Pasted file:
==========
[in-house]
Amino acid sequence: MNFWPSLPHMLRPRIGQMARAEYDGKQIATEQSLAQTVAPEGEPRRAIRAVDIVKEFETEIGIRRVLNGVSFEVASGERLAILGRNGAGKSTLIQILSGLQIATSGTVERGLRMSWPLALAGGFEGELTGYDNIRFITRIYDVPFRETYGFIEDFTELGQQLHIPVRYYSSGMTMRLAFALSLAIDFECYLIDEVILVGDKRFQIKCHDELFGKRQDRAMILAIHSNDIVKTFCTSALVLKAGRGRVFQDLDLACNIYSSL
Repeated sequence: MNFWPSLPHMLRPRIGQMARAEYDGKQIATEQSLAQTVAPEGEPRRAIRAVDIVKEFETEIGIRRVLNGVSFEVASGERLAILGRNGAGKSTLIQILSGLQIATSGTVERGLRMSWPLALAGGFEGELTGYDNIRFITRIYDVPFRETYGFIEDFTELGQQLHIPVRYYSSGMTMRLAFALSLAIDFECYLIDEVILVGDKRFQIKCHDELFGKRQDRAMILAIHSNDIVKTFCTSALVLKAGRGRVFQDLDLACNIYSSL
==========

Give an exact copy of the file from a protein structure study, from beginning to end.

[in-house]
Amino acid sequence: MNFWPSLPHMLRPRIGQMARAEYDGKQIATEQSLAQTVAPEGEPRRAIRAVDIVKEFETEIGIRRVLNGVSFEVASGERLAILGRNGAGKSTLIQILSGLQIATSGTVERGLRMSWPLALAGGFEGELTGYDNIRFITRIYDVPFRETYGFIEDFTELGQQLHIPVRYYSSGMTMRLAFALSLAIDFECYLIDEVILVGDKRFQIKCHDELFGKRQDRAMILAIHSNDIVKTFCTSALVLKAGRGRVFQDLDLACNIYSSL
Repeated sequence: MNFWPSLPHMLRPRIGQMARAEYDGKQIATEQSLAQTVAPEGEPRRAIRAVDIVKEFETEIGIRRVLNGVSFEVASGERLAILGRNGAGKSTLIQILSGLQIATSGTVERGLRMSWPLALAGGFEGELTGYDNIRFITRIYDVPFRETYGFIEDFTELGQQLHIPVRYYSSGMTMRLAFALSLAIDFECYLIDEVILVGDKRFQIKCHDELFGKRQDRAMILAIHSNDIVKTFCTSALVLKAGRGRVFQDLDLACNIYSSL